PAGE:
The Legal Sector: Will it be Innovation or Stagnation?

Do you read the newspaper digitally or on paper? Personally, I still prefer the paper version, preferably with an espresso every morning. But that doesn’t mean I get all the news that I consume daily from the morning paper.

In fact, I have already received most of the headlines through the notifications on my phone, which is very “smart” and knows exactly what I’m interested in. I mainly read the newspaper for the background stories.

And what if I want to look something up? Do I pick up last week’s newspaper or do I look it up with a smart search engine? The answer is easy to guess. But what about the legal practice and notarial profession? I still regularly hear lawyers manually process huge stacks of files or contracts. Reading, comparing and drafting contracts is still one of the most common activities for a lawyer. But with manually searching or comparing contracts, a lawyer loses a lot of valuable time and the chance of making mistakes due to this monotonous work is very high.

Revolutionary Transformation in the Legal Industry

Research by Erasmus University shows the way in which an organisation is structured and managed, determines its innovative strength. Now, you could conclude that the innovative strength within the legal practice and the notarial profession isn’t bad. The organisations are hierarchically structured, and lawyers are naturally risk averse.

Yet there is hardly any industry that has recently transformed as quickly as the legal industry. Before the COVID-19 pandemic, almost everyone worked in the office, now 95% work from home. To me, it doesn’t matter that this was caused by an external factor. This very conservative industry, which has always been as flexible as a lead door, has changed significantly, hopefully forever.

The pandemic, as bad as it may be, could just bring about a culture change within the entire legal sector. Some, such as Jeroen Zweers (founder of NOUN, co-founder of Dutch Legal Tech and Vice President of the European Legal Tech Association), speaks of a true industrial revolution in the industry. However, this revolution only concerns office automation, which makes working from home possible. The real cultural change must take place at the top of the organisations. The partners within the organisations must be shaken up and embrace customer-oriented solutions. So, it is time for innovation instead of stagnation!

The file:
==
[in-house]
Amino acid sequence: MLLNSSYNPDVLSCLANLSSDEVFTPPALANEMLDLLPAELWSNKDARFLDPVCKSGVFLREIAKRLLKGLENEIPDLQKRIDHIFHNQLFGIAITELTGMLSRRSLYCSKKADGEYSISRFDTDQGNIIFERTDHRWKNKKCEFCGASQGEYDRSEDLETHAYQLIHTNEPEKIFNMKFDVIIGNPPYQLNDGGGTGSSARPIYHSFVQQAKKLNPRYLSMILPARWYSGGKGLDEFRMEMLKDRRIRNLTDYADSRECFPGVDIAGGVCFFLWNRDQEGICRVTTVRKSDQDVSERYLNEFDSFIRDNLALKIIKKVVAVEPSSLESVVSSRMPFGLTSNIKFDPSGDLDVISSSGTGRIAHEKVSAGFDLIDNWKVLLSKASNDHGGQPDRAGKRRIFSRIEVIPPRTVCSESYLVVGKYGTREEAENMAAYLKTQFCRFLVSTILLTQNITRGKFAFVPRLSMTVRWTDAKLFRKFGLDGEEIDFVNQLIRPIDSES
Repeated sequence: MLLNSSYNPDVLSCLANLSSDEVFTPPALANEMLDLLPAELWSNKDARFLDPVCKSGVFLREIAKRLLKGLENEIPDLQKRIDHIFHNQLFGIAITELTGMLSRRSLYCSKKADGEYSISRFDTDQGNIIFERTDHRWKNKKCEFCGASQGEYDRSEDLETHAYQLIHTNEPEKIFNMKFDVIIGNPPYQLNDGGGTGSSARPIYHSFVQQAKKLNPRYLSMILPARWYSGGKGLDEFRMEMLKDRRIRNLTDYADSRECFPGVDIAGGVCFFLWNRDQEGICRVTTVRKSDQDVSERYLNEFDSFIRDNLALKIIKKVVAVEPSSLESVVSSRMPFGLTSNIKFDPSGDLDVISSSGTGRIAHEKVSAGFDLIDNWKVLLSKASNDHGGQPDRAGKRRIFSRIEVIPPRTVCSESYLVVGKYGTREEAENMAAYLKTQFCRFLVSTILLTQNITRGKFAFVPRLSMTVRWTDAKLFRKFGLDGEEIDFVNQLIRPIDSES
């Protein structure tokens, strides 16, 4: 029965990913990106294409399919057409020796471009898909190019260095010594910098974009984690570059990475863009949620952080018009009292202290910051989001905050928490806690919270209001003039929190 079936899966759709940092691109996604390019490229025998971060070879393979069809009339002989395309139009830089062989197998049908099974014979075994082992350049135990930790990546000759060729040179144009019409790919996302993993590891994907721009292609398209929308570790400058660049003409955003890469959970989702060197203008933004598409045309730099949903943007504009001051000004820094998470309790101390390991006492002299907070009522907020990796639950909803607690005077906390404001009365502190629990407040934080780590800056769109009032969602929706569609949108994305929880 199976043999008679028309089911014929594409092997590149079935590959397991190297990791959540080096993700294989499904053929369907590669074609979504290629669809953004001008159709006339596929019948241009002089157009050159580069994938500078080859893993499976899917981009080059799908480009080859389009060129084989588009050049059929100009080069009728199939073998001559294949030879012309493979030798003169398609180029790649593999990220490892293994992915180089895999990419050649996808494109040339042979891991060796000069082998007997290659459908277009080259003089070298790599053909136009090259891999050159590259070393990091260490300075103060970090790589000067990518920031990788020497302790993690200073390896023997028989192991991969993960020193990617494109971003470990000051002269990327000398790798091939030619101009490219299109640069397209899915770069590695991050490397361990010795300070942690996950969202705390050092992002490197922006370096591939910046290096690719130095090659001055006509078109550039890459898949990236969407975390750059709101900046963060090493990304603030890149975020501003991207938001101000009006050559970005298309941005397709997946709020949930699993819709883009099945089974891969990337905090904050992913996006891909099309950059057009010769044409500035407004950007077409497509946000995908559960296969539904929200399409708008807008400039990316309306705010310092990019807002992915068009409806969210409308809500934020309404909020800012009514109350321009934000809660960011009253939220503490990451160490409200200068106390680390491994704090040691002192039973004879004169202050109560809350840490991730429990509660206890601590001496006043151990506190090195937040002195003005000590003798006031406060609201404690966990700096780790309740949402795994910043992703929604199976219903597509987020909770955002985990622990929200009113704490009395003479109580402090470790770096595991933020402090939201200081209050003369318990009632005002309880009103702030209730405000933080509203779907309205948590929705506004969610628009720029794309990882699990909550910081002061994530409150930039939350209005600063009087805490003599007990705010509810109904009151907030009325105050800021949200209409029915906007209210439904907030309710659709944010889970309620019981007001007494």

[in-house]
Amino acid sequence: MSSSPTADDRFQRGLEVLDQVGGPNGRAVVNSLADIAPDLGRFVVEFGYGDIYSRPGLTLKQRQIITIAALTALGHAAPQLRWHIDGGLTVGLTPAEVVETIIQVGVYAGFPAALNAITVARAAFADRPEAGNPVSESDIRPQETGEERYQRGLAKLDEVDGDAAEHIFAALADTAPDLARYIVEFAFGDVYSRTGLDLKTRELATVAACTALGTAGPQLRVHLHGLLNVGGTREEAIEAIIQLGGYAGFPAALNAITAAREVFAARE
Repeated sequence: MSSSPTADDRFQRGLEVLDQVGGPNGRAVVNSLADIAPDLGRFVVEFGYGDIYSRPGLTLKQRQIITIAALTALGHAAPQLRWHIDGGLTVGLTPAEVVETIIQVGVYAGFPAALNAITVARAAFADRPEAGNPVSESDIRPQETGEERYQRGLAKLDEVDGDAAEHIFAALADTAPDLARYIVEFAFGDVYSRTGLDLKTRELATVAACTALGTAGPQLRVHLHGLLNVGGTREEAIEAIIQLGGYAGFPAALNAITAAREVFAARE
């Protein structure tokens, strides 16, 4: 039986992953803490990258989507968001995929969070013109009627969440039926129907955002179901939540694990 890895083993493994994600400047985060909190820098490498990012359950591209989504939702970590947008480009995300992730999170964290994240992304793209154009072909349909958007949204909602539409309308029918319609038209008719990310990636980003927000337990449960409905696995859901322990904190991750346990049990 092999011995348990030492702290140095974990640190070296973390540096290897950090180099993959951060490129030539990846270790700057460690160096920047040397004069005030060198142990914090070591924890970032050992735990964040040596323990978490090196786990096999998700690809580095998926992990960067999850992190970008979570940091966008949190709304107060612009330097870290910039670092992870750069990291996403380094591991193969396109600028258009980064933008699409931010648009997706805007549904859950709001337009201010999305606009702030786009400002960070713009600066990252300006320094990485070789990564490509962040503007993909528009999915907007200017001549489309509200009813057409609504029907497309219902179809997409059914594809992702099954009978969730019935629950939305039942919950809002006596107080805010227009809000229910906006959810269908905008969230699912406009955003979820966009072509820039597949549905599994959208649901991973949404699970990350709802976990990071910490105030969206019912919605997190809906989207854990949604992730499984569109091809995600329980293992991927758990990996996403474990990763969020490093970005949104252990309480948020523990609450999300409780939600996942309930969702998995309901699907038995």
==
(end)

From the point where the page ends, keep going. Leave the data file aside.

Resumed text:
Legal Tech and Startups

Legal tech – the technology that innovates legal tasks by working smarter and more efficiently – and startups, are often mentioned in the same breath. Nalanda Technology is one such dynamic startup that helps legal professionals work smarter, faster, and more accurately. The Nalytics platform offers legal professionals a forensic search platform that helps to search and analyse files or contracts at lightning speed, to ultimately be able to report on them.

In addition to our platform, we have developed specific applications for the legal sector. For example, our Land Registry Compare solution supports the investigation of cadastral extracts. In the context of the GDPR, our Nalytics Search and Redact solution facilitates the editing of personal data, such as scanned passports or driving licenses.

Sitting Still is Not an Option

Today, there are numerous startups and applications for the legal industry available. For the top of the legal profession there is the “legal app store” Reynen Court, with more than 160 tech companies. In addition, Raymond Blijd, founder of Legal Pioneer and Legal Complex, keeps an eye on the market worldwide with a database of more than 13,000 companies. Another initiative is Orrick’s Observatory, an interactive platform with more than 600 solutions for the legal sector.

Enough to choose from. But whatever you do, don’t sit still. Get started, innovate and digitise! Give the startup a chance, interact with them, co-create and experiment. Because innovation does not have to be expensive or complex at all, and could reap your business many rewards in return.